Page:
A typical flow of argon gas (99.999 % purity) of 1000 ml/min is used, since earlier investigations at the university showed that this flow favours the formation of solid carbon from ethanol decomposition. An ethanol flow of 2 g/h is chosen - corresponding with 2 vol% ethanol in the vapour/gas mixture - because higher concentrations would result in flame extinction.
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Using this setup, the quality of the resulting graphene is comparable to graphene produced by traditional chemical vapour deposition (CVD) or new graphite exfoliation techniques. However, the scale-up of the current plasma-based technique can be conducted rather easy by connecting several devices in series. The CEM based vaporisation system can replace traditional bubblers, with better performance, stability and accuracy in favour of the former.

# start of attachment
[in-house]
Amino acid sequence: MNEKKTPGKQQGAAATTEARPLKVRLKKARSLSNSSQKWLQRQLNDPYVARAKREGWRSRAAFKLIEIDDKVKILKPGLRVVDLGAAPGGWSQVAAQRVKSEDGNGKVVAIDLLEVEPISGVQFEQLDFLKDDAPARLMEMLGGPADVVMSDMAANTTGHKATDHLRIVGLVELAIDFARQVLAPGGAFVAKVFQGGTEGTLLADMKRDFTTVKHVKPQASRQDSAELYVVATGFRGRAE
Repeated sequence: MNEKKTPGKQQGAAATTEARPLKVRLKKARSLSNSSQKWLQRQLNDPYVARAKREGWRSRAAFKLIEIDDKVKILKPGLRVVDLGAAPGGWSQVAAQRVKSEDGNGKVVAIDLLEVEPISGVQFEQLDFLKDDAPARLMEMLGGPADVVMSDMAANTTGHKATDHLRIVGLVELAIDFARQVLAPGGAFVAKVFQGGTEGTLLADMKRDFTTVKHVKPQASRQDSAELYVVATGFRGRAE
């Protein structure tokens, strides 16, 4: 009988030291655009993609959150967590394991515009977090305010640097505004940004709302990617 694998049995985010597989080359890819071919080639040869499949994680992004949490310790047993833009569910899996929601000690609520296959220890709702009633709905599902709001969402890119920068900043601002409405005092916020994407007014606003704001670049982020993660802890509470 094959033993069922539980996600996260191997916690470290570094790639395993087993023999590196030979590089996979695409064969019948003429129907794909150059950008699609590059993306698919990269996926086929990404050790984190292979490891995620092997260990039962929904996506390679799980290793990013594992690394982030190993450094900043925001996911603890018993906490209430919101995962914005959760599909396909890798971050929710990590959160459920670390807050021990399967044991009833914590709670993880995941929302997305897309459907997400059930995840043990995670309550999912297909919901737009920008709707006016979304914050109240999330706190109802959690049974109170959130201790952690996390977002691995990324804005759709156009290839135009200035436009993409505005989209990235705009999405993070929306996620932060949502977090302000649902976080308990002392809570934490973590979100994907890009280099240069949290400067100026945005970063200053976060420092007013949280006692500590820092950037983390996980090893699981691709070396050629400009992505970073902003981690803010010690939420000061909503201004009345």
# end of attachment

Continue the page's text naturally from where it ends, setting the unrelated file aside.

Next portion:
The university claims that the technique they use is environmentally friendly because no metal catalysts are needed to activate the graphene growth process. Furthermore, if ethanol is obtained from the fermentation of agricultural processes, it can be considered as a 'clean & green' carbon source.
Download research paper of the University of Cordoba: Scalable graphene production from ethanol decomposition by microwave argon plasma torch.